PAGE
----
I’d ridden the motorcycle part of the way up a small dirt hill, and was trying to simply reverse my way back down when I fell off the machine. As I went down, I tightened my grip, inadvertently pinning the throttle. I soon found myself underneath a pirouetting motorcycle.
It was my first experience with the so-called whiskey throttle —and indeed my first experience of any kind on a motorcycle. Fortunately, that was the worst part of the day, one that saw me go from throttle-throttling noob to trail-shredding seminoob courtesy of the Cake Kalk. This wickedly capable electric motorcycle made for a ride equal parts exhilarating and enlightening—yet at the same time a bit frustrating.
The bike comes from Sweden, the brainchild of entrepreneur Stefan Ytterborn, founder of ski gear manufacturer POC. Ytterborn’s goal was to adapt new electric vehicle technology for outdoor adventurers in a way that makes exploration easy and environmentally friendly. Its first model of the off-roading Kalk debuted last year, and an on-road version is set to be unveiled sometime in 2019. The company says its name refers to its desire to make riding a “piece of cake” and the model name is based on a type of limestone found in the area where it tests the bikes. It also smacks of Ikea, and for good reason: Ytterborn played a lead role in the iconic brand’s explosive growth 25 years ago.
For my ride, I headed an hour north of Los Angeles to the Hungry Valley State Vehicular Recreation Area with Dan Green, a former pro motorcycle and car racer who is now head of Cake’s North American operations. He hauls a pair of bikes out of the back of the van, and they’re ready to go—no oil to check, no fuel to pour. This is where electrics make their ease of use argument. “You don’t have to worry about engine rebuilds or valve jobs. That stuff just doesn’t exist,” Green says. “You come home, spray it off, lube the chain, and charge it up for your next ride.”
I started off at a few miles per hour, standing up on the pegs to handle the divots and bumps the suspension wouldn't swallow. Powering up hills and taking on my first and admittedly hair-raising descents, I established my limits. I was gaining confidence and having fun, along with the occasional fright, including my whiskey throttle lesson. The rest of the time, though, my ride was the best kind of adventure: cruising down straights, whipping through turns, faster and faster as the day went on. (The Kalk tops out at 55 mph; the street version will go a bit faster.)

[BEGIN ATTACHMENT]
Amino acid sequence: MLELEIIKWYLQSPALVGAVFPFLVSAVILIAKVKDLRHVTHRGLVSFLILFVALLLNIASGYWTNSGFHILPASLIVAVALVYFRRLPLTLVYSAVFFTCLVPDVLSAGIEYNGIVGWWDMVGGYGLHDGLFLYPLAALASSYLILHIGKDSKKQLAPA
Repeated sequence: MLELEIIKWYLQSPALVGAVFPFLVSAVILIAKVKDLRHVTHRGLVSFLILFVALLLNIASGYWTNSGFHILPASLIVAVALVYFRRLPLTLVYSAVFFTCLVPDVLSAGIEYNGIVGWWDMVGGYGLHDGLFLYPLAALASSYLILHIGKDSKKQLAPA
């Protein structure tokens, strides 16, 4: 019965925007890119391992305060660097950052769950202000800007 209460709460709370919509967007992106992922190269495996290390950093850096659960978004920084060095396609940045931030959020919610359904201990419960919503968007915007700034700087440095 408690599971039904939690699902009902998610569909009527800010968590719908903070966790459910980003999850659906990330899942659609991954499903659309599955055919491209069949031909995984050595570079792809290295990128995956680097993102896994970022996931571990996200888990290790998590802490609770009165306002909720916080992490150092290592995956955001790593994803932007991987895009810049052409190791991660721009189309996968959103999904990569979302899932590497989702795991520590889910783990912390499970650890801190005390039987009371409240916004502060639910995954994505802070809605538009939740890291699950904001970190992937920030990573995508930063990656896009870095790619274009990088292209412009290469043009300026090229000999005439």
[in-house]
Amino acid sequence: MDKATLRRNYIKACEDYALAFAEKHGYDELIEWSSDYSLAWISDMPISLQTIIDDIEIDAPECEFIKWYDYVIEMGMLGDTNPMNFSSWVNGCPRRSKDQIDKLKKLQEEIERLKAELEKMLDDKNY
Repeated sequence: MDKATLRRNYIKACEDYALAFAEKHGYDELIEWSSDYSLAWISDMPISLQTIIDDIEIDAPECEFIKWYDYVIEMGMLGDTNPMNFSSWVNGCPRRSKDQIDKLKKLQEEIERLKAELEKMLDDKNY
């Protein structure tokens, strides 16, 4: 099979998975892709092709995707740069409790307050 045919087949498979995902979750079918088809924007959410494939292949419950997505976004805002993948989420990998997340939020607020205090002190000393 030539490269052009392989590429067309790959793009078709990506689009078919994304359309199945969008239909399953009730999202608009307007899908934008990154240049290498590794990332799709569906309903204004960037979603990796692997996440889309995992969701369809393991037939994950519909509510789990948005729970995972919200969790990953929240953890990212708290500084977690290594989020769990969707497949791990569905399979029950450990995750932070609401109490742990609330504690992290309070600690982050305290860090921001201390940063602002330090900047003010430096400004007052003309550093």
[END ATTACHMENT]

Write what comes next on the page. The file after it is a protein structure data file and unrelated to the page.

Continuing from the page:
Is it an answer to all riders’ desires? Probably not. And while Green admits many riders like a loud bike, he thinks they might come to like the Kalk’s electric silence. “When you go back, you're like 'Oh man, these things are really loud,'” he says. “It’s kind of shocking.”
The hard to dodge downside is the Kalk’s $13,000 price point. That’s on par with comparable off-roaders, but out of reach for most recreational users and those who’ve wanted to try out riding but are scared off by things like shifting gears and maintenance. The street version will likely cost about the same, if not more, since it will require extra hardware. Curious riders without particularly deep pockets will have to wait to see if the company produces a more entry-level product.
This gripe points to the final frustration: the overall lack of electrification in motorcycling. I’ve long been itchy to try riding, but have been scared off by maintenance and the vagaries of operating a manual internal-combustion engine with an assortment of levers and twisty bits at every extremity. Few companies have attempted to crack the mass-production market prior to Cake’s arrival. Zero Motorcycles produces both street and off-road bikes with excellent performance and comparable pricing to Cake, including models priced below $9,000—though its off-roaders are several grand cheaper. Alta Motors went out of business a few months ago, ceasing production of its own off-road bikes. Harley-Davidson is moving into the electric space; it will start selling its battery-powered LiveWire bike next year, with more to follow.
That’s not much of an industry effort to make the joys of riding accessible to a wider audience, which seems vital as the number of motorcyclists shrinks year over year. Cake, according to Green, is well funded and enjoying brisk early sales in the US, Europe, and Asia. If it can get more people to have as much fun as I did, the Swedish outfit might just kick-start a new generation of riders who won’t have to kick-start anything themselves.
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